Geoffrey Sant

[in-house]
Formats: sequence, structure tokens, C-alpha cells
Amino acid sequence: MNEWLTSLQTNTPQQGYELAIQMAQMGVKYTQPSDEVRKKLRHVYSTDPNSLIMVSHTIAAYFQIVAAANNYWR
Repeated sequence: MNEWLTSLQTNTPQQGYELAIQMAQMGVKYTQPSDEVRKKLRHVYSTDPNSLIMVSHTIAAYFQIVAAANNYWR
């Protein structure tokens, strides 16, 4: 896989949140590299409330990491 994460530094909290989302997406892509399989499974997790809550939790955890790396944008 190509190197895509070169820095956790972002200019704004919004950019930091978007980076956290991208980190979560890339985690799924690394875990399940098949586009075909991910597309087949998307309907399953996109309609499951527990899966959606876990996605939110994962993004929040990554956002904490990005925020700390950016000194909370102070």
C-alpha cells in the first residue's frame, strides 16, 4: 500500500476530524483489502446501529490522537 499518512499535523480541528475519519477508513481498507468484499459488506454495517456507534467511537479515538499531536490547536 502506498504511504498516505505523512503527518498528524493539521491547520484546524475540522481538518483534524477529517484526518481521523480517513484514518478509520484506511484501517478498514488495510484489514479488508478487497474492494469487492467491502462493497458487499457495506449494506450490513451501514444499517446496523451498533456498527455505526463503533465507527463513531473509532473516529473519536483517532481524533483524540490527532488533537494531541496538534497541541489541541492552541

United States courts are demanding that businesses break foreign laws at an exponentially increasing rate. A practice that was virtually unheard of only 30 years ago is now so widespread that U.S. courts are ordering foreign lawbreaking in the most trivial discovery matters. When a court receives a discovery request that violates a foreign law, it applies the 5-part Aérospatiale balancing test—a test where 4 of the 5 factors are left to the subjective decisions of the judge. By ordering foreign law breaking, our courts—often biased in favor of United States discovery rules—are encouraging abusive litigation tactics, undermining the rule of law, and causing friction with foreign nations. In this article, I update my original work on court ordered law breaking by analyzing these orders over the last three years, and I conclude that the Supreme Court needs to resolve the circuit split regarding the proper way to handle requests for information that violate foreign laws.